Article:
Nina Skorupska is chief executive of the Renewable Energy Association source
Sitting on the board of Women in Science and Engineering, it’s been my passionate hope that we can inspire a new generation of young women to take on the mantle and find solutions to the biggest problem we face in the world-climate change. Yet I never thought a 16 year old girl with her simple, clear and no holds barred message would inspire me so much in return. On the other end of the scale, a 92 year old is hoping to do for climate change what he did for the plastics debate over a year ago.
In between those, we have seen thousands of protestors of all ages take to the streets and slowly demand the attention of the media and politicians. They have turned up to say “enough is enough”. This past month could be seen in the future as a turning point for this country, who were ahead of the game internationally ten years ago, but have started to lag behind as supportive government policies slowly disappear one by one.
That is not to say the government cannot point to a good record; some inherited, some despite their action. However, the banning of coal, the early adoption of banning petrol and diesel cars by 2040, and the offshore wind deal are all significant in their own right. Yet we need to see much more.
The solutions are simultaneously simple and complex. Greta’s words are stark and binary, and Extinction Rebellion’s messages about overthrowing capitalism are uncomfortable to the very people we need to convince. Put simply, at the REA we are convinced we can have a greener, cleaner and cheaper energy future within a market based economy, but this must be coupled with an imperative to see urgent action now.
“Heat, transport, agriculture and aviation are going to be much more difficult, and we don’t have all the answers.”
Yet we should be wary of the hype of politicians or campaigners who think there is a silver bullet or the need for a revolution. Many of the answers lie in having a different way of thinking, not a revolution but an accelerated evolution. We have already changed the electricity market, from below 5% of the grid, to well over 30% renewable power in under a decade. Solar and wind are now the cheapest forms of new power generation, but we still face many entrenched people resisting this change.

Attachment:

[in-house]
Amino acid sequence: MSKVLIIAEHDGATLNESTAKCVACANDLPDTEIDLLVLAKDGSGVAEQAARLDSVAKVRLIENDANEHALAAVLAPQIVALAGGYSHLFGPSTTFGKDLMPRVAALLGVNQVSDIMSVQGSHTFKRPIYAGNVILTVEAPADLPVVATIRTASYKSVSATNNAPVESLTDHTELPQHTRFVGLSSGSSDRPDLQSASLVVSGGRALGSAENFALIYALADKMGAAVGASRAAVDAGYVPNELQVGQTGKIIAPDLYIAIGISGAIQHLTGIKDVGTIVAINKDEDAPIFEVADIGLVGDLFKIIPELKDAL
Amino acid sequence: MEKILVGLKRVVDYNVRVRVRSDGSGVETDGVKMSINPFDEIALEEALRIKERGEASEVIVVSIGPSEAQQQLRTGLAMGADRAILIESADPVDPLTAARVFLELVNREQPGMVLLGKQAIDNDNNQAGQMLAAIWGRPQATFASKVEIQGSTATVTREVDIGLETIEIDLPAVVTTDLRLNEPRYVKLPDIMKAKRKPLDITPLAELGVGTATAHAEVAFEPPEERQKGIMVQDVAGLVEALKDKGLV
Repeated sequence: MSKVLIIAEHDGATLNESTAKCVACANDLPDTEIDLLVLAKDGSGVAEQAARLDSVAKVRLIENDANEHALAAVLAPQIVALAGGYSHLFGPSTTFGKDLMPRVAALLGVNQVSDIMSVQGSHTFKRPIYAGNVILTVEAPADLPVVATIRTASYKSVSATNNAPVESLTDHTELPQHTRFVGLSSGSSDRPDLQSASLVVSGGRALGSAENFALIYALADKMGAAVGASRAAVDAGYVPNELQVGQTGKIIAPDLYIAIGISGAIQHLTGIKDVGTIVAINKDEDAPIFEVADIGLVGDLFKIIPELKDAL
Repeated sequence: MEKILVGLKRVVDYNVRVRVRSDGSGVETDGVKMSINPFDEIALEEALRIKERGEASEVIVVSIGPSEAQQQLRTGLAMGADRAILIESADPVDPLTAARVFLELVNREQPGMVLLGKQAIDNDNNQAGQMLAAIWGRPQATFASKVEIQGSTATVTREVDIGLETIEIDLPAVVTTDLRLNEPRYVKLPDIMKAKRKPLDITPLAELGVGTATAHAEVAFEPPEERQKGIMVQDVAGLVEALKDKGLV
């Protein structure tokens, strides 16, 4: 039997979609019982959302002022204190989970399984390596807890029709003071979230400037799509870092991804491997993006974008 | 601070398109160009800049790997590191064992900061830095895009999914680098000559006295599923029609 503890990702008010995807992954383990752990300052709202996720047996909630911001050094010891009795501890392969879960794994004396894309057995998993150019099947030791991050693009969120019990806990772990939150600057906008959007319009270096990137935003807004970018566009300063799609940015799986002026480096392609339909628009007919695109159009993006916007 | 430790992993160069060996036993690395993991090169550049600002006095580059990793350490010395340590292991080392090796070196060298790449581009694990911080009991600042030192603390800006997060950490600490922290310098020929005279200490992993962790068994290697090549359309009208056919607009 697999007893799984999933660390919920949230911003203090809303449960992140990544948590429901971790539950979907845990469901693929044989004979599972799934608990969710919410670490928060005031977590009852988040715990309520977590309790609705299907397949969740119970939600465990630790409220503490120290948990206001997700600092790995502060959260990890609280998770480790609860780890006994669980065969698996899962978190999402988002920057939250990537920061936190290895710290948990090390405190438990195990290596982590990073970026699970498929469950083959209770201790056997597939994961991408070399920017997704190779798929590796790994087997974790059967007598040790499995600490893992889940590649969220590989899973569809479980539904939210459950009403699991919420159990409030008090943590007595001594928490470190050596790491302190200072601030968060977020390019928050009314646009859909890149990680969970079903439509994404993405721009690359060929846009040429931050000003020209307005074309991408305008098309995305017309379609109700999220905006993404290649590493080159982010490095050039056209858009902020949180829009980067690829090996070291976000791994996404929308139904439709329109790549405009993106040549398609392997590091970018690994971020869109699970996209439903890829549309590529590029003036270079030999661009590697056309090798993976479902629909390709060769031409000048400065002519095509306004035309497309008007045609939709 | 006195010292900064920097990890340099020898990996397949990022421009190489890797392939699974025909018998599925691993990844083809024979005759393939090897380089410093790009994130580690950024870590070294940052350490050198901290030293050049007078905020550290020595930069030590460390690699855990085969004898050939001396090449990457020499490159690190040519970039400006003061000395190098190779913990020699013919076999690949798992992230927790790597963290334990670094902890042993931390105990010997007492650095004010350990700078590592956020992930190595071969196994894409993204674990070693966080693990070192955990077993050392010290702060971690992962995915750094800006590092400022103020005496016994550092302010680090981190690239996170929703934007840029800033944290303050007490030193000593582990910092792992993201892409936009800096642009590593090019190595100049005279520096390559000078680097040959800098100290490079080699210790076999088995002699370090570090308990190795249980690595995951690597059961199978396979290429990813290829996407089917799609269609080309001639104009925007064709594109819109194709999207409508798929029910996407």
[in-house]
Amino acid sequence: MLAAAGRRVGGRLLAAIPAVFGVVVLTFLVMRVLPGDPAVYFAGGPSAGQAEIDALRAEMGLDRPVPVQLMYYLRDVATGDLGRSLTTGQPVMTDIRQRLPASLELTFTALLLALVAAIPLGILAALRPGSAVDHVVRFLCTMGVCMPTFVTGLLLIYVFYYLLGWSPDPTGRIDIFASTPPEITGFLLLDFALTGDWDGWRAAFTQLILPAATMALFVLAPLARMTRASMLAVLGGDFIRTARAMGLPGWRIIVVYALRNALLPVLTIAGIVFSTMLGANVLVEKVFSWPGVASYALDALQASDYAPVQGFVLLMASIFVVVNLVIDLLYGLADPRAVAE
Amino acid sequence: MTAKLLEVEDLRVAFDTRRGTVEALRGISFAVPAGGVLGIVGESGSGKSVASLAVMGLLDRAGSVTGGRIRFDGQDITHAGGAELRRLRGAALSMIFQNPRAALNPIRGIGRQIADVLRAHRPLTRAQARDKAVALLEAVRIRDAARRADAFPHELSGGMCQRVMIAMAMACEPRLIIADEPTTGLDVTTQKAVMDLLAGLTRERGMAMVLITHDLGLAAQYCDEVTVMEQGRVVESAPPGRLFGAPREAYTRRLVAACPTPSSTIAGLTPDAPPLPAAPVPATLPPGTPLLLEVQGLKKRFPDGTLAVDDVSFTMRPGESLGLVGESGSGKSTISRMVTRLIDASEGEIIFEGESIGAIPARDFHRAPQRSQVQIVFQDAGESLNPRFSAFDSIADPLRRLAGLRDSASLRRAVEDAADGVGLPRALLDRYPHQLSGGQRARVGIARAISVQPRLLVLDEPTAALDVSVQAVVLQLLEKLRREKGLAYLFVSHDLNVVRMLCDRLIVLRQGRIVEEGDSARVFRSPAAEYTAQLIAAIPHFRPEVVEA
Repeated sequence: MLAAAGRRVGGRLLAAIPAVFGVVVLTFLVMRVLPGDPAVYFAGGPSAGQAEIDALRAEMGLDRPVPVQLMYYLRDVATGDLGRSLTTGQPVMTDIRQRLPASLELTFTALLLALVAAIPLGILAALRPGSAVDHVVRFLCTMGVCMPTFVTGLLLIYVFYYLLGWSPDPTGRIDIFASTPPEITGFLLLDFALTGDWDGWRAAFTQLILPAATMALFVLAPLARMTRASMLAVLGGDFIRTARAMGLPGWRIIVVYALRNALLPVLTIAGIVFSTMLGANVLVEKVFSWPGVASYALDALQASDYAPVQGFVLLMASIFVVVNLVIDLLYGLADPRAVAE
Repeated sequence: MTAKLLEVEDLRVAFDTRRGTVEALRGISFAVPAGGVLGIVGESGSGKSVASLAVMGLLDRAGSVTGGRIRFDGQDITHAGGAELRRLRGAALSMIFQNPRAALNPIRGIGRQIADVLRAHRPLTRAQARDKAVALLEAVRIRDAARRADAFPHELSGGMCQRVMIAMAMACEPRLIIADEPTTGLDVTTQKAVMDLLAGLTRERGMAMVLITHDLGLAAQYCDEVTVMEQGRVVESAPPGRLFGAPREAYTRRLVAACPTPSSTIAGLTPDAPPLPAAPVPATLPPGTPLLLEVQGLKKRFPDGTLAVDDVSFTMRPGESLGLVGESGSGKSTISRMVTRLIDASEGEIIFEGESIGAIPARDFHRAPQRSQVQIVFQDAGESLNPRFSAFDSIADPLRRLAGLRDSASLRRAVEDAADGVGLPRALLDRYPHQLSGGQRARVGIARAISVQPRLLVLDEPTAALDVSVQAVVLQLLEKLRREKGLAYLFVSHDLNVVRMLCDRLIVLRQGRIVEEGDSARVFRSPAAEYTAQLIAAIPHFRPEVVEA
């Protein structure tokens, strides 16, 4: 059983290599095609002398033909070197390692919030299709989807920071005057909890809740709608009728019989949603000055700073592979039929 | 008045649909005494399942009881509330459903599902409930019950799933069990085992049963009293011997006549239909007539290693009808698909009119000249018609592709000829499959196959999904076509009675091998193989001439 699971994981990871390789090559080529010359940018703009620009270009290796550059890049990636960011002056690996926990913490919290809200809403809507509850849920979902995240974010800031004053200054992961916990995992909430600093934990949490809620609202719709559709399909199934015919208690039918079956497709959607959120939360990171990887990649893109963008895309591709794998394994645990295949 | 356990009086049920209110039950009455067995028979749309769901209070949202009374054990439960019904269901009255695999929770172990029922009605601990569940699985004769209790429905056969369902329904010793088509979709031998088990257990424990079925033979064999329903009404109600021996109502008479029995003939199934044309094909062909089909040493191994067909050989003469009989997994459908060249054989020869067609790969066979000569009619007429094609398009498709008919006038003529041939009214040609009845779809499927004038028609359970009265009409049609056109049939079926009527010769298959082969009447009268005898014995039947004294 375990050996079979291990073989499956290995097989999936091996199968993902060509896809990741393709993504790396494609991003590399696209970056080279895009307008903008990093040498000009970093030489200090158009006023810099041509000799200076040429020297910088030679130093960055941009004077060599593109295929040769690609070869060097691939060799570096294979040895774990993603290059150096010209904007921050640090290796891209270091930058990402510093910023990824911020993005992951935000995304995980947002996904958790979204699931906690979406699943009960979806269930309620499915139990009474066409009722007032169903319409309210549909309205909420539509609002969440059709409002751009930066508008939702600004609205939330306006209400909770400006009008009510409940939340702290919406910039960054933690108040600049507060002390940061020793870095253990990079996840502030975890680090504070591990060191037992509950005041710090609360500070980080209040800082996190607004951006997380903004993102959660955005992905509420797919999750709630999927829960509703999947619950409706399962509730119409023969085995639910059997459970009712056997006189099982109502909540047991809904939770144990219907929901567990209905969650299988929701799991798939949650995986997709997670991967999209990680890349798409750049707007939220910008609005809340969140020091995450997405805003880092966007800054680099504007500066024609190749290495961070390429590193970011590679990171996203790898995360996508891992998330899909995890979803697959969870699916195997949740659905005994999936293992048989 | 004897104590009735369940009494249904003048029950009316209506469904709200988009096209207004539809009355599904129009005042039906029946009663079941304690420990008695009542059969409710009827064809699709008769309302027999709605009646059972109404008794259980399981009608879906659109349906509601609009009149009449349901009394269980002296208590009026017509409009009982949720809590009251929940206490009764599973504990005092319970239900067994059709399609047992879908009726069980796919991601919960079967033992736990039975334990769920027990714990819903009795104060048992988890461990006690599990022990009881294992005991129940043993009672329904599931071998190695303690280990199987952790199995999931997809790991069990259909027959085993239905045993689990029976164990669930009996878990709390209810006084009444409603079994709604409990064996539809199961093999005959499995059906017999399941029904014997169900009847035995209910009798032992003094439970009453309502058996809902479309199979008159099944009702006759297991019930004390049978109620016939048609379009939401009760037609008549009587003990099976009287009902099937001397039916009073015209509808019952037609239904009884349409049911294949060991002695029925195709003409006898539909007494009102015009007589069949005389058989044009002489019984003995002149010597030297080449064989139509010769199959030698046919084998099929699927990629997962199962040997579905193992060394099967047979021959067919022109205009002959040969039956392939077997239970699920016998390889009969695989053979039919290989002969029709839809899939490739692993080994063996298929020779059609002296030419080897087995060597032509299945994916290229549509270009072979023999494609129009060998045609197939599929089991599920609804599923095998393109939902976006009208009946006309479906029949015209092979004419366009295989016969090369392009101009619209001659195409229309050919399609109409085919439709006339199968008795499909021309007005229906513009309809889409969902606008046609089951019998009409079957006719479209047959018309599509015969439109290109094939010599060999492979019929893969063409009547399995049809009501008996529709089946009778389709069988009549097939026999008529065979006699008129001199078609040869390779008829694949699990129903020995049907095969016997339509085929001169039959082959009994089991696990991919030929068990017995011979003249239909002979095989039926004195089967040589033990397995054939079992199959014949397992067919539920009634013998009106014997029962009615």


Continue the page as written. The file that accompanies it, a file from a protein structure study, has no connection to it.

Heat, transport, agriculture and aviation are going to be much more difficult, and we don’t have all the answers. Following the Committee on Climate Change’s new guidance, it is a given we need to introduce new proactive policy that can bridge the void that is government policy post 2020, and should act on the CCC recommendations. As equally important though, is the need to stop cross government policies that are having a negative impact. We can see this in housing policy, building a new generation of homes that aren’t fit for the future, in transport we are still obsessed with new runways, yet not even a percentage of that infrastructure spend is earmarked for the development of advanced fuels for those planes. Every government decision should be held to a simple question, is this helping or hindering our climate targets? If the golden rule of medicine is ‘first do no harm’, we need a similar dictum to be the basis of any declaration of a climate emergency.